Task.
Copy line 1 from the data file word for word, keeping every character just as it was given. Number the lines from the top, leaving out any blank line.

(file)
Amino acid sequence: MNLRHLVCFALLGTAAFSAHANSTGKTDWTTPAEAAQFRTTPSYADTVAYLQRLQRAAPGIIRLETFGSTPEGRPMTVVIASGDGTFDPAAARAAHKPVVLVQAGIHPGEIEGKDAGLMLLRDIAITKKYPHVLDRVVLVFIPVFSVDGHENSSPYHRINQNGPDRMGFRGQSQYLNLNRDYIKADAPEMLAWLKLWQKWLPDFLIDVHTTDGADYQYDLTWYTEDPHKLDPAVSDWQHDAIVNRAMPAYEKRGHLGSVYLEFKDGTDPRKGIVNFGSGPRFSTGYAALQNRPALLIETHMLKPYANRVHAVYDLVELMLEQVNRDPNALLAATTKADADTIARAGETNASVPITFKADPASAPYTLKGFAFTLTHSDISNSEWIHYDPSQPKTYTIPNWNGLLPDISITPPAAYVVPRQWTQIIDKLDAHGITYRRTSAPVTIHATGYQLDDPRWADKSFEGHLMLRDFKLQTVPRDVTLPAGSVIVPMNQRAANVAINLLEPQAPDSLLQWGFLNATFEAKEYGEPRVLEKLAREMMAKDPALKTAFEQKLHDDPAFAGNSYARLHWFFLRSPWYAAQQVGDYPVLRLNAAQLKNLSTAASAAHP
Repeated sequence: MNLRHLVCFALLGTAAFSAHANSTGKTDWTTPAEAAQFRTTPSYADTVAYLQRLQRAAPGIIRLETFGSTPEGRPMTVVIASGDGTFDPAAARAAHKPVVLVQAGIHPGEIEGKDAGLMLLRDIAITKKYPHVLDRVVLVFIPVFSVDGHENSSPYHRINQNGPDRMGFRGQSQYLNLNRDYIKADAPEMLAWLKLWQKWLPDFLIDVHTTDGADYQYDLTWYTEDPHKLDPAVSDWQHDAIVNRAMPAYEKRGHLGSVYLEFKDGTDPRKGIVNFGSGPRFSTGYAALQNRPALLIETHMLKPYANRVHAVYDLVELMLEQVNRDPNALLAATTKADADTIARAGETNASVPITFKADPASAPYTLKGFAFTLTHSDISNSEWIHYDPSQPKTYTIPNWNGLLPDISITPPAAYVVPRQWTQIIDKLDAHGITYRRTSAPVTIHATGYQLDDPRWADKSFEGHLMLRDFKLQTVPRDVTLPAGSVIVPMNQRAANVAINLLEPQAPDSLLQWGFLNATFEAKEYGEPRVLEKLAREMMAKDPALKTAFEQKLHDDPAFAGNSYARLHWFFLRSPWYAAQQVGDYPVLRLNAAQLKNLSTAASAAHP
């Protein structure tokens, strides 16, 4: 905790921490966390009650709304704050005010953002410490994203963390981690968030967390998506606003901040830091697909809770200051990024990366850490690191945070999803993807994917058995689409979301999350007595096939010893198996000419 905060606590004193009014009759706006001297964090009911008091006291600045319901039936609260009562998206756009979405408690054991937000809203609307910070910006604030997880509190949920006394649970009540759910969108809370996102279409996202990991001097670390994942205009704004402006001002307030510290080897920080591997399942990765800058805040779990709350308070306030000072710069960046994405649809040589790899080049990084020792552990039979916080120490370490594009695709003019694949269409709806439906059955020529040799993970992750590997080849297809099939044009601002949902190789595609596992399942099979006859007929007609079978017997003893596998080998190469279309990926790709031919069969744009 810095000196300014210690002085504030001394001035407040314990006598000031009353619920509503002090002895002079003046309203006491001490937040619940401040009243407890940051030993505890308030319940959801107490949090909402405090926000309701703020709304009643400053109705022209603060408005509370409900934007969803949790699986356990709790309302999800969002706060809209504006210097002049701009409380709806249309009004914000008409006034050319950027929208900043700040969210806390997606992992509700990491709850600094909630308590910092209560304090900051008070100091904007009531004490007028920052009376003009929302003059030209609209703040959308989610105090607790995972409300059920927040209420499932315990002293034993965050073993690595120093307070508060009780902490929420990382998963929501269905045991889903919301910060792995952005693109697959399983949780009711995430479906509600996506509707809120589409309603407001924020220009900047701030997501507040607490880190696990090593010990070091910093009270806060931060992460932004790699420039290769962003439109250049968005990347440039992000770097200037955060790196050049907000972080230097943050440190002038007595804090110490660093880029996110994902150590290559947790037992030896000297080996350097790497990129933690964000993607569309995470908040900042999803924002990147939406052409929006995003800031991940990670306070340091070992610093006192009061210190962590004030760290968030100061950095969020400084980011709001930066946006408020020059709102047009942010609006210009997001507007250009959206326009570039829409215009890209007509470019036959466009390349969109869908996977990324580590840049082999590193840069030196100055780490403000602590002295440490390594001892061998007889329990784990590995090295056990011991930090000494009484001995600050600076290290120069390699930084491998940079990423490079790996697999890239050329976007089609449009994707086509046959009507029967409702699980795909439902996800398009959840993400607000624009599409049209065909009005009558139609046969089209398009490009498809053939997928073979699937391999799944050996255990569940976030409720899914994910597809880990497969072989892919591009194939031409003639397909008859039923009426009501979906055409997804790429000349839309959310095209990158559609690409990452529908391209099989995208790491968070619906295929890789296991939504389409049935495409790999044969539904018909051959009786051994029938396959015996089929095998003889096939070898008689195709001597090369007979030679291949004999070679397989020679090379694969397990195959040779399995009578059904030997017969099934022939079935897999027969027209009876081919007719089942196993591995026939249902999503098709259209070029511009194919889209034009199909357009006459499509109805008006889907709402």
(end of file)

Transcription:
Amino acid sequence: MNLRHLVCFALLGTAAFSAHANSTGKTDWTTPAEAAQFRTTPSYADTVAYLQRLQRAAPGIIRLETFGSTPEGRPMTVVIASGDGTFDPAAARAAHKPVVLVQAGIHPGEIEGKDAGLMLLRDIAITKKYPHVLDRVVLVFIPVFSVDGHENSSPYHRINQNGPDRMGFRGQSQYLNLNRDYIKADAPEMLAWLKLWQKWLPDFLIDVHTTDGADYQYDLTWYTEDPHKLDPAVSDWQHDAIVNRAMPAYEKRGHLGSVYLEFKDGTDPRKGIVNFGSGPRFSTGYAALQNRPALLIETHMLKPYANRVHAVYDLVELMLEQVNRDPNALLAATTKADADTIARAGETNASVPITFKADPASAPYTLKGFAFTLTHSDISNSEWIHYDPSQPKTYTIPNWNGLLPDISITPPAAYVVPRQWTQIIDKLDAHGITYRRTSAPVTIHATGYQLDDPRWADKSFEGHLMLRDFKLQTVPRDVTLPAGSVIVPMNQRAANVAINLLEPQAPDSLLQWGFLNATFEAKEYGEPRVLEKLAREMMAKDPALKTAFEQKLHDDPAFAGNSYARLHWFFLRSPWYAAQQVGDYPVLRLNAAQLKNLSTAASAAHP